Dried Chilhaucle Negro and Santa Fe Grande
Santa Fe Grande looked similar to a jalapeno. It had about the same heat level but was very fruity and flavorful. When the peppers began growing they were pale yellow and gradually changed color to yellow-orange, orange and then red - making them ideal for color themed salsas. Santa Fe Grande is available from Baker Creek Heirloom Seeds and Seed Savers.
This was the first summer I grew mole peppers. Chilhaucle Negro was prolific and produced an abundance of dark green fruit that turned a beautiful blue-black when dried. They weren't exciting as a fresh pepper but they made a very tasty mole. Chilhaucle Negro is available from PepperMania.
Cyklon Polish Paprika
Cyklon was the super star of my paprika trials. They're similar to a jalapeno in heat level and deliciously fruity. They were great fresh and made a hot and sweet paprika powder. Cyklon is available from Seed Savers.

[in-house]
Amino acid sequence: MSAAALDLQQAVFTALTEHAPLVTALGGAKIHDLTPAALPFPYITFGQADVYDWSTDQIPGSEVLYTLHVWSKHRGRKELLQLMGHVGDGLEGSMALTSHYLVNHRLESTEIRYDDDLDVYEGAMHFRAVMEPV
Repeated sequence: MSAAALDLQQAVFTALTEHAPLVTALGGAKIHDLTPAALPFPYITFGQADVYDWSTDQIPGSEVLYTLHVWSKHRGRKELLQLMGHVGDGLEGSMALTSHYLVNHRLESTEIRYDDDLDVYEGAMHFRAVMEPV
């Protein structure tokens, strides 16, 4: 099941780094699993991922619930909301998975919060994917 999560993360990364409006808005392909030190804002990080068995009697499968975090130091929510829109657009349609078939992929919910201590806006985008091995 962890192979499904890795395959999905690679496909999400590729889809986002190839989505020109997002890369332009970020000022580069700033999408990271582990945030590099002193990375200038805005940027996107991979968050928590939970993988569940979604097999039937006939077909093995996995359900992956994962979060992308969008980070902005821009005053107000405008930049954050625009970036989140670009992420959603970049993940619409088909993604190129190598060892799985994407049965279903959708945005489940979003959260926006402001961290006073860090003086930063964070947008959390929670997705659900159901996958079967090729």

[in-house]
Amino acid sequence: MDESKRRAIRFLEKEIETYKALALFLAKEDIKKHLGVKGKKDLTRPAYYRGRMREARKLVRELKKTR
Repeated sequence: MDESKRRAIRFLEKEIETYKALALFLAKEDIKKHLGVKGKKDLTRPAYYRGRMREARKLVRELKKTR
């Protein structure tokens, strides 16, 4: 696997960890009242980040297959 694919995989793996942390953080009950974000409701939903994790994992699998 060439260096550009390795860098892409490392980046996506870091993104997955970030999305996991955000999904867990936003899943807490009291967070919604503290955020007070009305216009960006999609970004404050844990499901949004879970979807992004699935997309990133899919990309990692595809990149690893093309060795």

This year I experimented with several non-capsicum annuum peppers as the annuums are such a mite magnet. Trinidad Perfume, a capsicum chinense, was so ono! It had a very low heat level and a great flavor that's difficult to describe. Mahalo Julie for the Trinidad seeds! Seeds are available from Tomato Growers and PepperMania.
Another prolific, but very hot, capsicum chinense pepper was the Red Harbanero. The plants are so beautiful and ornamental when full of ripe red peppers but the peppers are way up there on the heat scale.
Of all the many hot peppers I've grown, Red Harbanero has been the least affected by seasonal changes in daylight. The plants have been consistently productive and the fruit remain consistent in size throughout the year. The plant in the photo has been growing for 2 years.
I make a very hot and sweet pepper sauce with the Red Harbanero peppers and fresh local pineapple or papaya. Red Harbanero seeds are widely available.
I have more hot pepper seeds to trial in 2011 - maybe I'll grow the Trinidad Scorpion - one of the hottest peppers in the world.